Now, I don't watch a whole lot of scripted tv other than Rubicon and some shows that used to be good have fallen by the wayside (Chuck, The Closer).
    Fall is also my favorite time of year. There is just a smell and feeling of anticipation some how.

  3. Debbie

    Okay,a long time ago but Little House On The Prarie. My husband and I rewatched them recently; he surprised that he liked them and me, surprised by the intensity of some of the story lines. The pilot only introduced the main characters and did not even introduce the setting for the series or the family that would cause the most conflict. As a matter of fact, the pilot's conflict was in getting the main characters to the setting!

  4. JT Ellison

    That's so funny – I always feel like if I miss the pilot, I can't start watching the show – that there's some sort of clue or insight that exists there. But you're right, they're usually terribly cliche. It reminds me of proposal writing in a sense – you have to get enough of the idea on paper to intrigue your agent and editor, but no matter how well written it is, the story takes on its own life once you start writing it.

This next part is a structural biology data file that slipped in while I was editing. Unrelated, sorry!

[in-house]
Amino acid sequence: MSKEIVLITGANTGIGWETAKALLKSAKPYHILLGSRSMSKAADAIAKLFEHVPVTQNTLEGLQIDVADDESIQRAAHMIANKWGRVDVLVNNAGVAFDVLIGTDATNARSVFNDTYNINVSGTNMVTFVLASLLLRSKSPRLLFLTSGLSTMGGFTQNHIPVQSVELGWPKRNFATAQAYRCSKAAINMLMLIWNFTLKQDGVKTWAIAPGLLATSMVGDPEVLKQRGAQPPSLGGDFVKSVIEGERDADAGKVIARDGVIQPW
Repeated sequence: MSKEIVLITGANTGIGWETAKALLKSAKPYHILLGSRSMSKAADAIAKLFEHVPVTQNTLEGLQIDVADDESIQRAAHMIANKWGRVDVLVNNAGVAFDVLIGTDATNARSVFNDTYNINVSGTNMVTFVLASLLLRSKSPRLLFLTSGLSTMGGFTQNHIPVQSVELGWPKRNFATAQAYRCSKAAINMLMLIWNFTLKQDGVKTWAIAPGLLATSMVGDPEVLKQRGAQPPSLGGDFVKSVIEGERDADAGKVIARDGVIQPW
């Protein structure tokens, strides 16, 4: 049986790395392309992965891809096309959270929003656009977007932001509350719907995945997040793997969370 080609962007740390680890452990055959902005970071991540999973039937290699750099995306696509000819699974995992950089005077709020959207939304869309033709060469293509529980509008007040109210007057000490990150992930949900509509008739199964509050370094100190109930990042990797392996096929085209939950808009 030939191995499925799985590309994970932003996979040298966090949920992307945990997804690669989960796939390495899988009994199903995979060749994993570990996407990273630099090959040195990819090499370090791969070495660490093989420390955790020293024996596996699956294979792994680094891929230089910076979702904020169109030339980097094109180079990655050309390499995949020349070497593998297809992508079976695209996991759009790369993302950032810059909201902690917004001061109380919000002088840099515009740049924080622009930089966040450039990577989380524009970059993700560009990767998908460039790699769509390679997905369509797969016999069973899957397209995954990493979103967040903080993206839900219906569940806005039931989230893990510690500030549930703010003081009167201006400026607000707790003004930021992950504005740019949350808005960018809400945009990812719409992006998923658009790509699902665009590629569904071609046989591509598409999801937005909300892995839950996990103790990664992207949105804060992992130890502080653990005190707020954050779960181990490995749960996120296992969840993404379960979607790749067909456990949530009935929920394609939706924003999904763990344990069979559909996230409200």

Cool food for thought today, Brett.

  5. Stephen Jay Schwartz

    An interesting comparison would be to read an author's book proposal and see how much the story and characters change in the final book. How many of our book proposals accurately represent the final product?

  6. Brett Battles

    Thanks, Alex! You definitely cannot judge a series by it's pilot. But, gawd, those pilots can be fascinating things to pick apart.